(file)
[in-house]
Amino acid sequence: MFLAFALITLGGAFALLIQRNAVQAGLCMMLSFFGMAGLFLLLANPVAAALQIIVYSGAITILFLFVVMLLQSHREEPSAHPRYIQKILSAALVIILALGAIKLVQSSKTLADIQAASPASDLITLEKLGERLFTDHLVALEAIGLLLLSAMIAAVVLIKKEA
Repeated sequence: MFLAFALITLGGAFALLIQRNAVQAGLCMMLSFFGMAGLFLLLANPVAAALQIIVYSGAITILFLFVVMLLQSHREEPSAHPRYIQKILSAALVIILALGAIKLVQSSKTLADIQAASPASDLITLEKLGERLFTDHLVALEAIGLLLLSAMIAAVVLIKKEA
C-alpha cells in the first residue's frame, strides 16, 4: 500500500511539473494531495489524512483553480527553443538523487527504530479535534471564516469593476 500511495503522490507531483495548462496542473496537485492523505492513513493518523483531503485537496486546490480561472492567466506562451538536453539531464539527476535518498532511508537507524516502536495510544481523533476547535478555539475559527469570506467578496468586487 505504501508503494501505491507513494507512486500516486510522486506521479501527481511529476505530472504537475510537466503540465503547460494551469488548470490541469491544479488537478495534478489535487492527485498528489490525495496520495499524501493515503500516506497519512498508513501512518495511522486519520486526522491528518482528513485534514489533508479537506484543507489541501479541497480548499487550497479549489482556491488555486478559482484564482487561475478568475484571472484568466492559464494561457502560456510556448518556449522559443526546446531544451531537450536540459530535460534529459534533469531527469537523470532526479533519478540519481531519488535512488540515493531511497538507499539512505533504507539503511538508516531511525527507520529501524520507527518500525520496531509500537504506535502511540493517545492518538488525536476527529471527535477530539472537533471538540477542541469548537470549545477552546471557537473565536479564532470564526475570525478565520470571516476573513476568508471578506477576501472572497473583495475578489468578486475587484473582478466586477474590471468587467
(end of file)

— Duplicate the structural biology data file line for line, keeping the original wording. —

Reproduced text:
[in-house]
Amino acid sequence: MFLAFALITLGGAFALLIQRNAVQAGLCMMLSFFGMAGLFLLLANPVAAALQIIVYSGAITILFLFVVMLLQSHREEPSAHPRYIQKILSAALVIILALGAIKLVQSSKTLADIQAASPASDLITLEKLGERLFTDHLVALEAIGLLLLSAMIAAVVLIKKEA
Repeated sequence: MFLAFALITLGGAFALLIQRNAVQAGLCMMLSFFGMAGLFLLLANPVAAALQIIVYSGAITILFLFVVMLLQSHREEPSAHPRYIQKILSAALVIILALGAIKLVQSSKTLADIQAASPASDLITLEKLGERLFTDHLVALEAIGLLLLSAMIAAVVLIKKEA
C-alpha cells in the first residue's frame, strides 16, 4: 500500500511539473494531495489524512483553480527553443538523487527504530479535534471564516469593476 500511495503522490507531483495548462496542473496537485492523505492513513493518523483531503485537496486546490480561472492567466506562451538536453539531464539527476535518498532511508537507524516502536495510544481523533476547535478555539475559527469570506467578496468586487 505504501508503494501505491507513494507512486500516486510522486506521479501527481511529476505530472504537475510537466503540465503547460494551469488548470490541469491544479488537478495534478489535487492527485498528489490525495496520495499524501493515503500516506497519512498508513501512518495511522486519520486526522491528518482528513485534514489533508479537506484543507489541501479541497480548499487550497479549489482556491488555486478559482484564482487561475478568475484571472484568466492559464494561457502560456510556448518556449522559443526546446531544451531537450536540459530535460534529459534533469531527469537523470532526479533519478540519481531519488535512488540515493531511497538507499539512505533504507539503511538508516531511525527507520529501524520507527518500525520496531509500537504506535502511540493517545492518538488525536476527529471527535477530539472537533471538540477542541469548537470549545477552546471557537473565536479564532470564526475570525478565520470571516476573513476568508471578506477576501472572497473583495475578489468578486475587484473582478466586477474590471468587467